Transfer payments is a fancy economic term, all it means basically, is money you’re entitled to without working for it. Social Security, Unemployment, you get the picture. This money is definitely more effective as a stimulus. Even the Miltonians agree these can be pretty effective. They’re called automatic stabilizers, payments that get made through current welfare systems that help even out the blips. It’s getting paid out more often, at different times. That props up demand, which is great, but not good. The Miltonians of the world hate this, because they argue that it’s “fake” demand. And its hard to resist this argument. The only argument against it, is that its kicking the can down the road until the good ship Economy rights itself (Keynsian) or spreading the pain of recession indefinitely (Miltonian/Hayekian). Personally, I favor the Keynsian approach here. The good ship Economy is such a complicated thing, that kicking the can down the road indefinitely is entirely possible, and the next good wave that hits, will take care of any debts accrued during the can-kicking phase. Problem is, how long till the next innovation? And won’t that just be a bubble economy too?

The last third went into what I call Restructuring Stimulus. This to me is the most effective stimulus there is. Unfortunately, it’s the hardest to quantify. One way to look at it is in terms of jobs saved. How many construction companies hired workers for these projects? How much were they paid? That typically is how these sorts of stimulus get quantified. I think that’s a load of bull pucky. Why? A stimulus is supposed to stimulate demand, and as Mark Zandy said, by that measure the stimulus was a complete success. Demand perked up, and GDP began to rise again (which by the way is the definition of a recession anyway, the percent by which the GDP is rising). But that doesn’t fix anything, because it still rides on the concept of the market being an all seeing entity, that will right itself given time. The purpose of Restructuring stimulus isn’t to prop demand, it’s to streamline the costs of production. This was the real success of the pre-war build up. The way American factories built up to meet the demands of the government for arms, was a story of effective production. The story of how Harry Hopkins got millions of Americans work, how the TVA gave electricity to much of the south for the first time, these are stories of how the costs of production were effectively lowered. And that is what real stimulus ought to do—lower the costs of production. How do you that? Road building, train building, that’s all part of it. Getting laborers to where the market needs them cheaply and effectively. That’s why infrastructure spending is so important, particularly as a gateway to capital. It’s actually cheaper for American companies like Dell, to ship their computer parts six thousand miles, crossing the Atlantic multiple times, to bring their products to market, because the costs of shipping them in any one country is far too prohibitive. That’s great for globalization, but terrible for the environment, and terrible for our economy.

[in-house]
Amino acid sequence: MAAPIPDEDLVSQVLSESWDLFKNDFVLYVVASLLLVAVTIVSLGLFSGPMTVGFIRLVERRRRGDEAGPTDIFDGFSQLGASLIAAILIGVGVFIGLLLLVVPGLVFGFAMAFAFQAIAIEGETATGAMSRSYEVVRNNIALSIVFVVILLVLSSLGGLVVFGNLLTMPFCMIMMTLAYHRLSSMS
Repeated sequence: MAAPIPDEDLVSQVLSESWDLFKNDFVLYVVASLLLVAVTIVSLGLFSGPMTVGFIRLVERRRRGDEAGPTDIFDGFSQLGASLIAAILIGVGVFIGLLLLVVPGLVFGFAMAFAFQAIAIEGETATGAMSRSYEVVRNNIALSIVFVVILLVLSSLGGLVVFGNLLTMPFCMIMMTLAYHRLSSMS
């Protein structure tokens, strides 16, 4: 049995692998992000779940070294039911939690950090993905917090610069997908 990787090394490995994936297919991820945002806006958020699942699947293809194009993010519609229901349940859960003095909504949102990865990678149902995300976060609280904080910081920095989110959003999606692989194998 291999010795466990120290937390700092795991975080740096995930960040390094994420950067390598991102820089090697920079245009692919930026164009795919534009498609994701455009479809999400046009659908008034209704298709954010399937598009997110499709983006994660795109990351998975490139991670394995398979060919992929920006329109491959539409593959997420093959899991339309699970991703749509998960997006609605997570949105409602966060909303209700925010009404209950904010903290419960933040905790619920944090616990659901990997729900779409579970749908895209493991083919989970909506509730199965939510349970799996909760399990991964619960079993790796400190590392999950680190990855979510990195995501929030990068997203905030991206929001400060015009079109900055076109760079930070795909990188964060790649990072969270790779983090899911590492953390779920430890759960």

So yes, like the great unwashed, I don’t think the stimulus was particularly effective, only a third of it got spent the way I think it ought to have been. But, another third of that was very effective at keeping people out of the streets.  And, America without the stimulus? Full scale race riots, rampant power outages, civic services plummeting, healthcare costs exorbitant crippling families for generations, dogs and cats, living together, mass pandemonium.